Microtubules are found in the entire cytoplasm of a cell which forms a segment of the cytoskeleton. They undergo both accumulations and dissipates within a cell to form more complex structures. They play a fundamental role in the cellular process, in maintaining the structure of a cell and in their movements. Apart from these functions, they are also involved in the division of chromosomes during the process of mitosis and in locomotion.
Microtubules are arranged in the form of microtubule organizing centers. They are structures that are found in eukaryotes. During the interphase, most of the animal cell consists of microtubule organizing centers. Several proteins are bound to microtubules namely dynein and kinesin.
Structure of Microtubules
Microtubules play a vital role in all eukaryotic cells. These cells release a protein tubulin in a normal manner that involves transcription of the gene coding for tubulin that yields RNA and it is followed by transcription of mRNA to produce protein by ribosomes. Lumen is the inner space of the hollow cylinder of microtubules.
There are 2 types of tubulin, beta and alpha-tubulin. At a level of amino acid, fifty percent of beta and alpha-tubulin can be identified. Heterodimer is formed when both beta and alpha-tubulin are bound together to form a functional unit. It consists of completely two different types of gene.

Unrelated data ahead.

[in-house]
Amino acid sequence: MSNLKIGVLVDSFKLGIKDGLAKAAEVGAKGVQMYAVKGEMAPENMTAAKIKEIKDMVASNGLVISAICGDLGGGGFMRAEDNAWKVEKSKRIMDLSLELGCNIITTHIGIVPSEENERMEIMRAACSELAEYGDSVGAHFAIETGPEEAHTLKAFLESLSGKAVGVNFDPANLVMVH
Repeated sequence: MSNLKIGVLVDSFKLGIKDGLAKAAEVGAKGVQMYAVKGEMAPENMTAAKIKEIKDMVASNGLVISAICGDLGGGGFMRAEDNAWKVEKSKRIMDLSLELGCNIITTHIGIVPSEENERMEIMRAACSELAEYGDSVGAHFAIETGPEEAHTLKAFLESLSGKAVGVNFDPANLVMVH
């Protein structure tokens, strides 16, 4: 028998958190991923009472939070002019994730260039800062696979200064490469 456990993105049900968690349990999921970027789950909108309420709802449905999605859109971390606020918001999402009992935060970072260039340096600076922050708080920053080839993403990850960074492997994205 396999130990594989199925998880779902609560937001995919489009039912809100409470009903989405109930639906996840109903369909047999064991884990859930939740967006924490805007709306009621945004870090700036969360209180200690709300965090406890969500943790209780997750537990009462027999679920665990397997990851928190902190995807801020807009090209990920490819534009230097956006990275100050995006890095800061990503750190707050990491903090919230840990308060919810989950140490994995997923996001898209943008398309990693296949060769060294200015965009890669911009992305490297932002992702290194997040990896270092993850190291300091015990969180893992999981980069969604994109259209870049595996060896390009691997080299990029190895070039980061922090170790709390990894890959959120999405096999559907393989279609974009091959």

The above diagram emphasizes the synthesis of tubulin with the existence of heterodimer. Cells do not produce any kind of proteins or tubulin unless they fall shortage of resources.
Intracellular Organization of Microtubules
In the cytoplasm, microtubules form a structural network. The function of the cytoskeleton in microtubule include chromosomes segregation, transport, mobility and mechanical support. It can either shrink or grow to generate energy which is due to the presence of motor proteins that allow cellular components and others to be carried along with microtubules.
The arrangements in microtubules are specific to cell -type. So that it would be easy to facilitate the transportation of organelles, vesicles, and proteins along the apical-basal axis of the cell. They play a vital role in the cell migration as well.
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